Update: Conjunction morning!
During its apparition, Mars marches eastward against the starry background, reaching Saturn on April 2, 2018 ,when the two planets are about 1.25 degrees apart. The Red Planet is slightly brighter (about 23%) than Saturn. At many conjunctions, Saturn is brighter than Mars or the two planets are of nearly equal brightness. The color contrast is distinct, with Saturn’s pale yellow-orange color distinguished from Mars’ red-orange hue. This conjunction occurs north of the main stars of Sagittarius, also commonly called “The Teapot.”
A few days later, the moon passes 1.5 degrees from Saturn, making one of the closest passings of the year. Mars is about 4 degrees from Saturn. (On the chart the moon is oversized, so the grouping looks closer than it is.) Mars is nearly 3 degrees to the lower left of Saturn.
Saturn-Mars conjunctions occur a few days longer than two Earth years. The next conjunctions occur closer to the time of solar conjunction for both planets. What follows are descriptions of conjunctions between the two planets:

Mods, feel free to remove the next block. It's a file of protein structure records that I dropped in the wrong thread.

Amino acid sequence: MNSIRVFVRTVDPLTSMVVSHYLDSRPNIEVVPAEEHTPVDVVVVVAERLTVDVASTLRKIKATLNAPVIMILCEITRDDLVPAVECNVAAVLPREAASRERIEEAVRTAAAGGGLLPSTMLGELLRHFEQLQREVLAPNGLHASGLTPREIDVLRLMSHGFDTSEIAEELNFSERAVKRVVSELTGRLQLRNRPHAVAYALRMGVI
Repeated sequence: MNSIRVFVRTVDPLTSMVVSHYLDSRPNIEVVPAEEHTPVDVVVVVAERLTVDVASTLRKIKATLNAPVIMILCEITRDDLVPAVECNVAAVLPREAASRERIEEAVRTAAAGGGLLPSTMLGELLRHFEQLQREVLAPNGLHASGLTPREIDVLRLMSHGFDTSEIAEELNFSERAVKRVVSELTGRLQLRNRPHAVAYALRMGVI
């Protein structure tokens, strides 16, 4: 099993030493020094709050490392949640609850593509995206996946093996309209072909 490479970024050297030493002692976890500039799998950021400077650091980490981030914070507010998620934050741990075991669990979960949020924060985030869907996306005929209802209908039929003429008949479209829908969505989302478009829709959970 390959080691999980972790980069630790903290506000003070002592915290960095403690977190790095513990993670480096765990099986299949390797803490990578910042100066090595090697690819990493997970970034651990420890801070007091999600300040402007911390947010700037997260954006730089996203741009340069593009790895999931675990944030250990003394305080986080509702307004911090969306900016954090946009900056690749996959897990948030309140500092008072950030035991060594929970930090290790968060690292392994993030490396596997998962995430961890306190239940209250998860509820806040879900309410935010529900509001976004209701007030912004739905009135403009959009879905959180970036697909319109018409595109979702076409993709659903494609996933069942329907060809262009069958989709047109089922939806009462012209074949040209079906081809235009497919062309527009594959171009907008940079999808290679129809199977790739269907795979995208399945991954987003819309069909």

- March 31, 2020: Separation, 0.92 degree (d); Southeast, 1 hour before sunrise. The planets rise about 3 hours before sunrise. They are nearly equal in brightness. Jupiter is 6.4 d to the right of Saturn and Mars.
- April 4, 2022: Separation, 0.38 d; East-Southeast, 1 hour before sunrise. Saturn and Mars rise about 2 hours before sunrise. Both are dimmer than the last conjunction as they are farther from Earth. Brilliant Venus is 6.5 d to the left of Saturn. Jupiter rises about 50 minutes before the sun and appears nearly 30 degrees to the lower left of the conjunction.
- April 10, 2024: Separation, 0.52 d; Slightly right of east, Low in east 45 minutes before sunrise. Saturn and Mars are now rising during bright twilight.
- The next 5 Saturn-Mars conjunctions occur in the sun’s glare when they are near their solar conjunctions. They are difficult to see. The conjunction dates are: May 2, 2028; May 17, 2030; June 4, 2032; June 26, 2034; July 20, 2036.
- August 12, 2038: Separation, 1.02 d; Low in the west 45 minutes after sunset. Saturn and Mars now appear east of the sun, in the western evening sky after sunset. Saturn is about twice as bright as Mars. They set about 70 minutes after sunset.
- The articles that follow provide details about the planets visible without optical assistance (binoculars or telescope):
- Chart and Image Collection
- 2018: The Morning Sky
- 2018: The Evening Sky
- 2018, January 7: Jupiter-Mars Conjunction
- 2018, April 2: Saturn-Mars Conjunction
- 2018: Mercury in the Morning Sky
- 2018: Mercury in the Evening Sky
- 2018: Five Planets Visible at Once
- 2018: Venus the Evening Star
- 2017-2019: Mars Observing Year with a Perihelic Opposition, July 27, 2018
- 2018: Mars Perihelic Opposition
- 2017-2018: Jupiter’s Year in the Claws of the Scorpion, A Triple Conjunction
- 2018: Three Planets at Opposition in 79 days
- 2018: Saturn with the Teapot